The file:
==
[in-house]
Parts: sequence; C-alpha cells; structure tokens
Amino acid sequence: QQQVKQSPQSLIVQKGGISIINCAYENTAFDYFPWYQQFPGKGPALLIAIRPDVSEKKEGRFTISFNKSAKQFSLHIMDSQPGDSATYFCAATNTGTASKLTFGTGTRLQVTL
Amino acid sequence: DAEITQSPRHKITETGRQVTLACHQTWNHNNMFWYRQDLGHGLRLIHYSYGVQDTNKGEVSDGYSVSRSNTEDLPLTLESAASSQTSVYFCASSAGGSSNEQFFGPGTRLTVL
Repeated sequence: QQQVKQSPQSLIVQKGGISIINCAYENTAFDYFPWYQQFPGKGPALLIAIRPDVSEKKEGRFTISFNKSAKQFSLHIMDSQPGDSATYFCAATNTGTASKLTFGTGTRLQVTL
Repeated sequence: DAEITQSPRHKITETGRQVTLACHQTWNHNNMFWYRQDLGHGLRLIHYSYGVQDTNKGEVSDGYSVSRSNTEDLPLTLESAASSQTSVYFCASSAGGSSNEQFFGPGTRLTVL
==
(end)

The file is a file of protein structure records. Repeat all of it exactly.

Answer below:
[in-house]
Parts: sequence; C-alpha cells; structure tokens
Amino acid sequence: QQQVKQSPQSLIVQKGGISIINCAYENTAFDYFPWYQQFPGKGPALLIAIRPDVSEKKEGRFTISFNKSAKQFSLHIMDSQPGDSATYFCAATNTGTASKLTFGTGTRLQVTL
Amino acid sequence: DAEITQSPRHKITETGRQVTLACHQTWNHNNMFWYRQDLGHGLRLIHYSYGVQDTNKGEVSDGYSVSRSNTEDLPLTLESAASSQTSVYFCASSAGGSSNEQFFGPGTRLTVL
Repeated sequence: QQQVKQSPQSLIVQKGGISIINCAYENTAFDYFPWYQQFPGKGPALLIAIRPDVSEKKEGRFTISFNKSAKQFSLHIMDSQPGDSATYFCAATNTGTASKLTFGTGTRLQVTL
Repeated sequence: DAEITQSPRHKITETGRQVTLACHQTWNHNNMFWYRQDLGHGLRLIHYSYGVQDTNKGEVSDGYSVSRSNTEDLPLTLESAASSQTSVYFCASSAGGSSNEQFFGPGTRLTVL